This means that economists are not necessarily right all the time about their understanding of how the economy works, but the search for models and theories that come closer to a better understanding is ongoing, and we should recognise that. Some economists have changed the course of economic thinking, often in response to economic developments at that time.
A cursory glance at the history of economic thought shows us how thinking has changed fundamentally over time, with profound implications for policy. We need only look at how this has ranged from Adam Smith’s invisible hand, to the labour theories of value of Ricardo and Karl Marx, the Marshallian marginal revolution or to the innovative work of John Maynard Keynes, which laid the intellectual foundation for proactive fiscal and monetary policies. While Keynes had a major impact during the pre and post second world war period, the rational expectations revolution in the 1960s and 1970s, combined with the efficient markets hypothesis in finance theory, had a profound impact on modern macroeconomic thinking, and by extension, macro economic policies.
At a very simple level, the rational expectations revolution was a reversion to the old classical idea of the invisible hand of Adam Smith. In terms of the modern version, people are motivated by rational economic thinking alone. There is no place in this approach for irrationality or noneconomic motives. In their recent provocative book “Animal Spirits”, George Akerlof, a Nobel Prize-winning economist and Robert Shiller 2 argue that the modern tradition has forgotten a central part of Keynesian thinking: that while much economic activity is governed by rational economic motivations, not all activity is. Motivations may be non-economic, or irrational, or governed by what Keynes referred to as “animal spirits”. In the same way as Adam Smith’s invisible hand explains the stability of the capitalist system, an understanding of animal spirits explains the instability of the system. According to Akerlof and Shiller, the original meaning was “of the mind”, referring to basic mental energy. In economics it has now taken on a slightly different meaning, referring to a restless and inconsistent element in the economy and refers to our peculiar relationship with ambiguity and uncertainty.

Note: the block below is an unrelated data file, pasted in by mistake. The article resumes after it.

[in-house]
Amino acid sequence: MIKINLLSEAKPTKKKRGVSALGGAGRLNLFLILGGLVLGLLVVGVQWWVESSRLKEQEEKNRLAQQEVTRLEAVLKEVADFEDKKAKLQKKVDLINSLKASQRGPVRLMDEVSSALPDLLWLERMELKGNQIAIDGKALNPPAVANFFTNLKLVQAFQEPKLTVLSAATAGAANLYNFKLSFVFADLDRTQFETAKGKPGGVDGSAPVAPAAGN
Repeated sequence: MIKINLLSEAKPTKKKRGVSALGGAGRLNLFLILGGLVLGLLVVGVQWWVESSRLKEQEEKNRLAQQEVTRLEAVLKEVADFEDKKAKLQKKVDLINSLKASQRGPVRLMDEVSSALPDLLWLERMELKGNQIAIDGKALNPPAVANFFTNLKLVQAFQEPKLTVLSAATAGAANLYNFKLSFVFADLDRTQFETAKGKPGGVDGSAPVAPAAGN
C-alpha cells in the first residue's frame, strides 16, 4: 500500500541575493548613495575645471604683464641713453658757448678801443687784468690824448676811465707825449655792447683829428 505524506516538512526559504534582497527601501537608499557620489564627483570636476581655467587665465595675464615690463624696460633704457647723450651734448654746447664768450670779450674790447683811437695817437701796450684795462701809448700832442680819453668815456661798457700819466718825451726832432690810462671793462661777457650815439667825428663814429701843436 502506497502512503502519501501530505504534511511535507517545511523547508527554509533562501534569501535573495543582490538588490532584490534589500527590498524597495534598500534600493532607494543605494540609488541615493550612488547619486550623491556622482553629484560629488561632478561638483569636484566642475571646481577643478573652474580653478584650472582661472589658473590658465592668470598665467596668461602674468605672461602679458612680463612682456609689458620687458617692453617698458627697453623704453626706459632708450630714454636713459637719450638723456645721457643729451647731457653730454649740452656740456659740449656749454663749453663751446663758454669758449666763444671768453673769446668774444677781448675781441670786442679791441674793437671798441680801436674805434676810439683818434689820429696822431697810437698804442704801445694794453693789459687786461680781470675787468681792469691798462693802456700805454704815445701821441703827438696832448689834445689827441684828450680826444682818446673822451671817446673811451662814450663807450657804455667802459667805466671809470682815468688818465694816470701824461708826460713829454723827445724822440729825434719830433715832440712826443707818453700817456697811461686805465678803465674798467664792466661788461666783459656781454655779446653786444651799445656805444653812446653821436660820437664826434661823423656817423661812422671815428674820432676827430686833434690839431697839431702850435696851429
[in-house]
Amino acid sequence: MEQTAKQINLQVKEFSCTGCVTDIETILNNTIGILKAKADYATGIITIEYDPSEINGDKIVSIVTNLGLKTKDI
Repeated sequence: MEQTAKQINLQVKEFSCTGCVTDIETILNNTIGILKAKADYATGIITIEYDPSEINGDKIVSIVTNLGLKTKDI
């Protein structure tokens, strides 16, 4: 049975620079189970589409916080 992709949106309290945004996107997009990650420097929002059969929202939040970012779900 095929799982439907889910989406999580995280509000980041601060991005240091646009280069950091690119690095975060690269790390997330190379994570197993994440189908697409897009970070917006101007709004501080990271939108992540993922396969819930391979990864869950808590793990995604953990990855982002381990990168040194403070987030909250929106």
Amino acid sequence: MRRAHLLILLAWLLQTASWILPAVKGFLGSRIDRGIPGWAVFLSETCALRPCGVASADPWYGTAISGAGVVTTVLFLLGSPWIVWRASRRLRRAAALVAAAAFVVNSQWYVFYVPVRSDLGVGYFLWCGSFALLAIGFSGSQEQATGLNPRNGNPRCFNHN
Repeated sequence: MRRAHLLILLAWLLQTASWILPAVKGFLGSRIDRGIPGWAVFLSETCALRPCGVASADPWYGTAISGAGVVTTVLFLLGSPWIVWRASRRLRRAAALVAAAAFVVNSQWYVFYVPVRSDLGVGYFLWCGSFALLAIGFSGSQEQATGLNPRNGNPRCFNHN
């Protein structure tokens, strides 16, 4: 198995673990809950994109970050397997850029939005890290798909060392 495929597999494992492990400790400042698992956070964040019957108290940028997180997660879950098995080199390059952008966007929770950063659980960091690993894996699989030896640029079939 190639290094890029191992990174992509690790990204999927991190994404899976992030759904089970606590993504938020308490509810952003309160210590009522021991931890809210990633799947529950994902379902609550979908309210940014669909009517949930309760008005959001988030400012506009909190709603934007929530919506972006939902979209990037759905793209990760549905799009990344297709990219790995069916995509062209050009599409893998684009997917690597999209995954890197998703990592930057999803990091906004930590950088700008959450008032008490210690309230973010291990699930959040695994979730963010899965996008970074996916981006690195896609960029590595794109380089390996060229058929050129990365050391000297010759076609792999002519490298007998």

Unless we accept that human psychology drives economic activity, we cannot really explain phenomena such as crises, herd behaviour, asset market bubbles and changes in confidence that drive the economy. In fact our general models of the economy are equilibrium models, where a shock to the system will always bring us back to equilibrium.
Furthermore, many of these models do not have a financial sector built in to them, or if they do, the modeling of this sector is based on efficient markets and rationality. Such models cannot explain the emergence of the sub-prime crisis, the global reaction to it, and the subsequent on-off recovery. As Akerlof and Shiller put it, “… [the crisis] was caused precisely by our changing confidence, temptations, envy, resentment and illusions - and especially by changing stories about the nature of the economy”. Fundamental to any explanation of cycles are ebbs and flows of confidence, which are caused by a wide variety of factors or circumstances, and could probably not be adequately captured in any model. And in the challenges currently facing global economic policy makers, there seems to be an under-estimation of the weight of confidence and trust in the solutions proposed.